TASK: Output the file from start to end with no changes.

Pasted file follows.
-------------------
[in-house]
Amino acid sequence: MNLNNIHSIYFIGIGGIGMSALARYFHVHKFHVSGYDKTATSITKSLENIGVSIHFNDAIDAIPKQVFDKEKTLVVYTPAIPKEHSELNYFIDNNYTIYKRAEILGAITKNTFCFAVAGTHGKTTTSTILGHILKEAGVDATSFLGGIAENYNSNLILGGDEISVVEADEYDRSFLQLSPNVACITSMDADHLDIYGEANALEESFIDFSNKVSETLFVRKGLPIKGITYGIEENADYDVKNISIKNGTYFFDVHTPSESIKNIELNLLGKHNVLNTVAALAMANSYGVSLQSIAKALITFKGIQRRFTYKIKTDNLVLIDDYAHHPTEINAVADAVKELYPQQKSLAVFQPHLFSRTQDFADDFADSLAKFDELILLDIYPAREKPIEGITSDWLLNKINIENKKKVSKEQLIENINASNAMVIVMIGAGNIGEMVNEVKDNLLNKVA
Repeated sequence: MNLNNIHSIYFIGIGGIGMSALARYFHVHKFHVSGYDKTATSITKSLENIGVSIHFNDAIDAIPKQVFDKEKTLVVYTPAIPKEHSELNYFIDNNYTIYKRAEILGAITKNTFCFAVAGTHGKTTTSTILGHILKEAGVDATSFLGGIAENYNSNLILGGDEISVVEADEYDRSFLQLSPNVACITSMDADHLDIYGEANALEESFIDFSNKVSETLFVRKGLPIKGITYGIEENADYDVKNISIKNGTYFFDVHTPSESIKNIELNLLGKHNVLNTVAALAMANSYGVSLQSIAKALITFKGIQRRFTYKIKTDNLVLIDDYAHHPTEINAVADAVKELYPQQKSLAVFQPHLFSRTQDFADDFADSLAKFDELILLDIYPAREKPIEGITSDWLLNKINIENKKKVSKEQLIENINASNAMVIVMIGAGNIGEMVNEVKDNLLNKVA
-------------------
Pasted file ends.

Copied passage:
[in-house]
Amino acid sequence: MNLNNIHSIYFIGIGGIGMSALARYFHVHKFHVSGYDKTATSITKSLENIGVSIHFNDAIDAIPKQVFDKEKTLVVYTPAIPKEHSELNYFIDNNYTIYKRAEILGAITKNTFCFAVAGTHGKTTTSTILGHILKEAGVDATSFLGGIAENYNSNLILGGDEISVVEADEYDRSFLQLSPNVACITSMDADHLDIYGEANALEESFIDFSNKVSETLFVRKGLPIKGITYGIEENADYDVKNISIKNGTYFFDVHTPSESIKNIELNLLGKHNVLNTVAALAMANSYGVSLQSIAKALITFKGIQRRFTYKIKTDNLVLIDDYAHHPTEINAVADAVKELYPQQKSLAVFQPHLFSRTQDFADDFADSLAKFDELILLDIYPAREKPIEGITSDWLLNKINIENKKKVSKEQLIENINASNAMVIVMIGAGNIGEMVNEVKDNLLNKVA
Repeated sequence: MNLNNIHSIYFIGIGGIGMSALARYFHVHKFHVSGYDKTATSITKSLENIGVSIHFNDAIDAIPKQVFDKEKTLVVYTPAIPKEHSELNYFIDNNYTIYKRAEILGAITKNTFCFAVAGTHGKTTTSTILGHILKEAGVDATSFLGGIAENYNSNLILGGDEISVVEADEYDRSFLQLSPNVACITSMDADHLDIYGEANALEESFIDFSNKVSETLFVRKGLPIKGITYGIEENADYDVKNISIKNGTYFFDVHTPSESIKNIELNLLGKHNVLNTVAALAMANSYGVSLQSIAKALITFKGIQRRFTYKIKTDNLVLIDDYAHHPTEINAVADAVKELYPQQKSLAVFQPHLFSRTQDFADDFADSLAKFDELILLDIYPAREKPIEGITSDWLLNKINIENKKKVSKEQLIENINASNAMVIVMIGAGNIGEMVNEVKDNLLNKVA